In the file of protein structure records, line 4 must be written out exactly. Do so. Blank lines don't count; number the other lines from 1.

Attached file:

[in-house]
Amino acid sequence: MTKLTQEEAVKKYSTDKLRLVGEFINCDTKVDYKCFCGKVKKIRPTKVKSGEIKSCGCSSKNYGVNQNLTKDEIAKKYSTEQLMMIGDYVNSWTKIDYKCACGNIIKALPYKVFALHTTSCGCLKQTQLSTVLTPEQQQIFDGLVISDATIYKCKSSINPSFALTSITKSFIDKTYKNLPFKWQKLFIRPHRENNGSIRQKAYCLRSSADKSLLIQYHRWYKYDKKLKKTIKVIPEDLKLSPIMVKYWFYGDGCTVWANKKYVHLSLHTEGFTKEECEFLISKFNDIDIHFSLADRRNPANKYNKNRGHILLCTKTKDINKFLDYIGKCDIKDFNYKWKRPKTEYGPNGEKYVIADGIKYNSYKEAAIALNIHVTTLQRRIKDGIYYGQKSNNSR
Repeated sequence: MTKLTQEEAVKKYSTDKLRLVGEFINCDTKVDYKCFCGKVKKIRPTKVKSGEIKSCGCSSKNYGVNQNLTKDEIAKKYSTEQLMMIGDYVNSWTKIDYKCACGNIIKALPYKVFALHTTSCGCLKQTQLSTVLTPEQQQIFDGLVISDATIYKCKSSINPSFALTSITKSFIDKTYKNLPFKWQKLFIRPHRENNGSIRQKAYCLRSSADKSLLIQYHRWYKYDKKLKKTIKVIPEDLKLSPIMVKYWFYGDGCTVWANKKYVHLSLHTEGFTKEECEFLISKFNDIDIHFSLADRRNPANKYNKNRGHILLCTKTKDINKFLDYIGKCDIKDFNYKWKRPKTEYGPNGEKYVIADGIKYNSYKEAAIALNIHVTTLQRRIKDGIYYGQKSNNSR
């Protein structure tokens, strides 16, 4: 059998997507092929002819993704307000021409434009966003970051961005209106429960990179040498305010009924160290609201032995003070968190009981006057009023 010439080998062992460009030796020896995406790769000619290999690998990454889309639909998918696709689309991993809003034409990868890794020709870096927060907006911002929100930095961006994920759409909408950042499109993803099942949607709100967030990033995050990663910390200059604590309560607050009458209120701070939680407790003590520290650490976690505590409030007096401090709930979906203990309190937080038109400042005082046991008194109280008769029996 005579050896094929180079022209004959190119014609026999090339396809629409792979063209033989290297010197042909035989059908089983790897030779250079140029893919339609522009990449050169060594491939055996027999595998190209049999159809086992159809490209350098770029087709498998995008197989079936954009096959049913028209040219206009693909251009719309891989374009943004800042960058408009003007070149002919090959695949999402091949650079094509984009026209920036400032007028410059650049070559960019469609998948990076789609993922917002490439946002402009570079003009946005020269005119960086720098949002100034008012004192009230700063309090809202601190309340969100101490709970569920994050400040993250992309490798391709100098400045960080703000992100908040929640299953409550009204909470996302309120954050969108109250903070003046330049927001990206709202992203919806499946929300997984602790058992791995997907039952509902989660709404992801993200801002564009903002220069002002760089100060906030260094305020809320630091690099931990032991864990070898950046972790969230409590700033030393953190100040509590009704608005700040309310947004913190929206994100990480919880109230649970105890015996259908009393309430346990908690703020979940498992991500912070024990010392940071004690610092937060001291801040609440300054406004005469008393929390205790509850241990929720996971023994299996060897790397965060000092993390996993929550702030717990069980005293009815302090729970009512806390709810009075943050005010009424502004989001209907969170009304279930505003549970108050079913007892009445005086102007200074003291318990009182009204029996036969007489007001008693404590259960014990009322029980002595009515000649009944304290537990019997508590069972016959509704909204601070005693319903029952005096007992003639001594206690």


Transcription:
């Protein structure tokens, strides 16, 4: 059998997507092929002819993704307000021409434009966003970051961005209106429960990179040498305010009924160290609201032995003070968190009981006057009023 010439080998062992460009030796020896995406790769000619290999690998990454889309639909998918696709689309991993809003034409990868890794020709870096927060907006911002929100930095961006994920759409909408950042499109993803099942949607709100967030990033995050990663910390200059604590309560607050009458209120701070939680407790003590520290650490976690505590409030007096401090709930979906203990309190937080038109400042005082046991008194109280008769029996 005579050896094929180079022209004959190119014609026999090339396809629409792979063209033989290297010197042909035989059908089983790897030779250079140029893919339609522009990449050169060594491939055996027999595998190209049999159809086992159809490209350098770029087709498998995008197989079936954009096959049913028209040219206009693909251009719309891989374009943004800042960058408009003007070149002919090959695949999402091949650079094509984009026209920036400032007028410059650049070559960019469609998948990076789609993922917002490439946002402009570079003009946005020269005119960086720098949002100034008012004192009230700063309090809202601190309340969100101490709970569920994050400040993250992309490798391709100098400045960080703000992100908040929640299953409550009204909470996302309120954050969108109250903070003046330049927001990206709202992203919806499946929300997984602790058992791995997907039952509902989660709404992801993200801002564009903002220069002002760089100060906030260094305020809320630091690099931990032991864990070898950046972790969230409590700033030393953190100040509590009704608005700040309310947004913190929206994100990480919880109230649970105890015996259908009393309430346990908690703020979940498992991500912070024990010392940071004690610092937060001291801040609440300054406004005469008393929390205790509850241990929720996971023994299996060897790397965060000092993390996993929550702030717990069980005293009815302090729970009512806390709810009075943050005010009424502004989001209907969170009304279930505003549970108050079913007892009445005086102007200074003291318990009182009204029996036969007489007001008693404590259960014990009322029980002595009515000649009944304290537990019997508590069972016959509704909204601070005693319903029952005096007992003639001594206690």